The Phoenix Suns obliterated the Los Angeles Clippers on Monday night by a score of 107-88. It didn't even feel as close as that; the Suns led by as many as 29 and the Clippers made some meaningless threes in garbage time. As usual under head coach Jeff Hornacek, Phoenix pushed the pace and put pressure on Los Angeles from the opening tip. The Suns scored the game's first nine points. The Clippers did not respond.
"They beat us in everything," Clippers guard Chris Paul said, via ESPN's Arash Markazi. "We can't say that we beat them in anything, and that doesn't happen too many nights in the NBA. This was just an old-fashioned butt whuppin' and they did it from beginning to end and we got to move on."
Phoenix's Goran Dragic picked apart the opposition with a monster performance: 26 points on 10-for-15 shooting, eight assists, one rebound and five steals.
"Jeff mentioned before the game that we have to put our pace on," Dragic told the Arizona Republic's Paul Coro. "I talk with all the players that if we play fast, it's much tougher to stop us because we get layups and open threes. If Channing [Frye], Gerald [Green] and Tuck [P.J. Tucker] space the floor and knock shots down, it's really tough to stop us."
The storyline coming into the game was Eric Bledsoe's return to face his former teammates. Bledsoe, who mistakenly tried to enter the Clippers locker room before shootaround (via ESPN) only finished with seven points, four rebounds three assists and two steals, with his biggest contribution coming on the defensive end. His backcourt partner had the most noteworthy performance, but the 19-11 Suns won with a balanced team effort, as they have been doing all season long.
"I don't know if it's getting surprising any more just because these guys are proving it over and over," Hornacek told reporters. "That was probably our best game of the year."
Meanwhile, Clippers point guard Chris Paul said it might have been one of the worst losses since he joined the team and head coach Doc Rivers said it was the worst the team has played this season, via ESPN.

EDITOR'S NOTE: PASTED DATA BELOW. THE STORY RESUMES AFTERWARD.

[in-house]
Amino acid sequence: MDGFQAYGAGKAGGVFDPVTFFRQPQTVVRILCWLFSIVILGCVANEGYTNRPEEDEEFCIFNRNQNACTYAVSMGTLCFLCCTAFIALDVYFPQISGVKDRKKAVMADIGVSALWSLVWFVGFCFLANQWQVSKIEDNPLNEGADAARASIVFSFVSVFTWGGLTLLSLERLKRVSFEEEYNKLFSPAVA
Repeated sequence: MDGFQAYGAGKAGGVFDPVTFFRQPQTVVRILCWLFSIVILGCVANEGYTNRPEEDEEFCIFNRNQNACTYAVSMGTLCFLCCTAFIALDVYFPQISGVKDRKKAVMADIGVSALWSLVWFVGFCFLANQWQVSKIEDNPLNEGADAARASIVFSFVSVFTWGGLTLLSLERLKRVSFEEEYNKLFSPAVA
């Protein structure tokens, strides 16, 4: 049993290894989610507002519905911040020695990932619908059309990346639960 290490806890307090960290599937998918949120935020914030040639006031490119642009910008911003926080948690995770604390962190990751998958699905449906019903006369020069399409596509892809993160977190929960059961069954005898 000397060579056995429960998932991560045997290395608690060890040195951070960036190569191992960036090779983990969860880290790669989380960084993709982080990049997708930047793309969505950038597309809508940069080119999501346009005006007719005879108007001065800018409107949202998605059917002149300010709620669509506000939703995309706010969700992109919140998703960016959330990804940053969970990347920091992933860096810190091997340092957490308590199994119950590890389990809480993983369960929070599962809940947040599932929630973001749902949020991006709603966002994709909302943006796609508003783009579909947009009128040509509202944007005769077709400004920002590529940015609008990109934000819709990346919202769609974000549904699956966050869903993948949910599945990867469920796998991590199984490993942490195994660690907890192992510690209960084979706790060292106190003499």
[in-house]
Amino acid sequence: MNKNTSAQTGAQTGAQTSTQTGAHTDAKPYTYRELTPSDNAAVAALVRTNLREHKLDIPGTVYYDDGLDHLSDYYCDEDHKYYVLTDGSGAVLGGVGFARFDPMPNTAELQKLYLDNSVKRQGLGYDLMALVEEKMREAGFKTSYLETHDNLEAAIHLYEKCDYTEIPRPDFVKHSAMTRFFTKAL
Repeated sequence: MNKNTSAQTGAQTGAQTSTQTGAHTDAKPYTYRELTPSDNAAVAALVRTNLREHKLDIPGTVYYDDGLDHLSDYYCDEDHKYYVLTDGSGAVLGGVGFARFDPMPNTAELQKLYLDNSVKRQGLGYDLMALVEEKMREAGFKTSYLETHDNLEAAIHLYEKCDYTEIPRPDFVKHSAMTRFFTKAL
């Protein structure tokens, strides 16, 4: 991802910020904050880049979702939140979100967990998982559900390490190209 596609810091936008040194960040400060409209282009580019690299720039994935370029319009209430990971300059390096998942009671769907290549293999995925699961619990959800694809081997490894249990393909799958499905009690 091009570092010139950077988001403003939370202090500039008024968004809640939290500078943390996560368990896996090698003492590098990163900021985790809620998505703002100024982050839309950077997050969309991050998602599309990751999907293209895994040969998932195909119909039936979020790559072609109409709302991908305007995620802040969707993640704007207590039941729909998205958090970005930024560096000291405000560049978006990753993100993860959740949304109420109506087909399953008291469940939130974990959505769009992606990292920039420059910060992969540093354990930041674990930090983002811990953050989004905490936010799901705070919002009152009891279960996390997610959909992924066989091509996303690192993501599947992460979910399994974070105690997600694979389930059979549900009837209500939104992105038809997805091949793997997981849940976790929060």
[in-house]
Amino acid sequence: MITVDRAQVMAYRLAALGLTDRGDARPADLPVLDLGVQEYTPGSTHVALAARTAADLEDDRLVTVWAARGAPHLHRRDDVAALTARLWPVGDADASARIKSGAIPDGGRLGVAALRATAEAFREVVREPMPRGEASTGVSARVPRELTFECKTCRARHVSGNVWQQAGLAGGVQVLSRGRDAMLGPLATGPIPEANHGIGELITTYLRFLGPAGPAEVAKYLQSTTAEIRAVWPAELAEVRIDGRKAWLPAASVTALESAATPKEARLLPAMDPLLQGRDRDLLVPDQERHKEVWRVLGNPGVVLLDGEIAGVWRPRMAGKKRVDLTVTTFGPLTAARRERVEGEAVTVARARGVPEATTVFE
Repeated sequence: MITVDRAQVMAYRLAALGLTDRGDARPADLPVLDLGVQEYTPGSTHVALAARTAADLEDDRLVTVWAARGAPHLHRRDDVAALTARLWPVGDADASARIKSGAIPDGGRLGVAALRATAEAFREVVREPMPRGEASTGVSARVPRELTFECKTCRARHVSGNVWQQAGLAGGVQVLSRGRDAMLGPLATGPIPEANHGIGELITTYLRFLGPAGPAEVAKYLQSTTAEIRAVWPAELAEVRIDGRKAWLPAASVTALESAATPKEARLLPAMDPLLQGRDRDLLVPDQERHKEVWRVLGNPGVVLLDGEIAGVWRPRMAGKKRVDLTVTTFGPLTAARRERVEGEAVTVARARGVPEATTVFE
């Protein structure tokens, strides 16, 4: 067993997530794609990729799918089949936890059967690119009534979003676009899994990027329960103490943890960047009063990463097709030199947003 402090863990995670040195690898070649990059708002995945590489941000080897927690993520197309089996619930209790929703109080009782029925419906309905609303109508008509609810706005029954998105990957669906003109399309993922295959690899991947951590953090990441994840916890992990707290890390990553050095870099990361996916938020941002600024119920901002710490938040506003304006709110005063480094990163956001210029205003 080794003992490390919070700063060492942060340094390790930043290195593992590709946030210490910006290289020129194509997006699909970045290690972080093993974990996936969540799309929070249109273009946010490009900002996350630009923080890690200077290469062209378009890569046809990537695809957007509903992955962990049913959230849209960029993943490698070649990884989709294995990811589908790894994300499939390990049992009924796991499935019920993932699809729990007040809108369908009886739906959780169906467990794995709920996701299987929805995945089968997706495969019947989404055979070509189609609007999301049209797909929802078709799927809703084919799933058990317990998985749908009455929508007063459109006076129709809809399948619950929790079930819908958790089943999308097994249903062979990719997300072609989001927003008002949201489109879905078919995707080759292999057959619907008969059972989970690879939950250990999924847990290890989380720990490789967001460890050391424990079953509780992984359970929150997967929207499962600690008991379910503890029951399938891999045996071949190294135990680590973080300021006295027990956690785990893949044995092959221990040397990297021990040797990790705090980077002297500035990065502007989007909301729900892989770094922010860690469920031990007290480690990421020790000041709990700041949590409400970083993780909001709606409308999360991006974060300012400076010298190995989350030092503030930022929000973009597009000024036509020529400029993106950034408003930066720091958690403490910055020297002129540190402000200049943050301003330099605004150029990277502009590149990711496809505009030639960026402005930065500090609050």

Clippers star forward Blake Griffin was largely held in check by Channing Frye, finishing with 15 points on 5-for-15 shooting, plus five rebounds, one assist and four turnovers in 28 misses. Four or Griffin's misses were blocked attempts.
"What have I got to lose? Nobody thinks I play defense anyway," Frye told the Arizona Republic. "I just try to do the best I can and make him work and take tough shots."
Clips Nation's Steve Perrin admitted he eventually flipped from the game to watch the movie "2012," and he obviously was not pleased with what he saw from Los Angeles:
The Clippers had another horrendous shooting night, making just 36% from the field (a number that was at 33% through three quarters before a 29 point garbage time fourth lifted their percentages a bit). But unlike other poor shooting nights when it seemed like the Clippers were just missing makeable shots, this one felt different. This one felt like the Clippers were playing 5 versus 6 or 7. Whether it was a lack of energy from L.A. or a surplus from Phoenix, the Clippers were simply never open. Even if they got past the first defender, there was a second, and a third. The Suns can't possibly be that overwhelmingly active every game, or their record would be even better than 19-11. But at the same time, I think we now know why this team has been such a surprise this season. If they play anywhere close to that hard in every game, they'll always have a chance.
Sreekar's recap at Bright Side of the Sun was predictably cheerier, and he called attention to Gerald Green's excellent game (21 points on 8-for-14 shooting, 5-for-10 on threes, two rebounds, two blocks, two steals):
Gerald Green was unconscious tonight, seemingly hitting everything he put up. Hornacek has given him the greenest of lights (pun absolutely intended) in this offense, and Green hasn't been shy about taking his shots. He took (and made) several pull-up threes on the break tonight, yet they never once felt like bad shots. That says a lot about how well he has fit into his role on this team
As for the threes, Green told the Arizona Republic, "Everybody's not really expecting me to shoot those threes like that so they're backing up [in transition]. "If they continue to back up, I think if I would've not shot it, Coach would get mad. My teammates trust me. I've taken wild shots and not one time have they come and told me, ‘That's a crazy shot.'"
The great thing about the Suns this season is that every player appears to be as confident as Green. After a miserable 2012-2013, Phoenix has turned into a feel-good story and a running-and-gunning League Pass dream. The Suns play hard as hell, and Hornacek, a first-time head coach, should get all the credit in the world for empowering a group of guys who were expected to land this team in the lottery. He's the coach of the year and the rookie of the year in my books.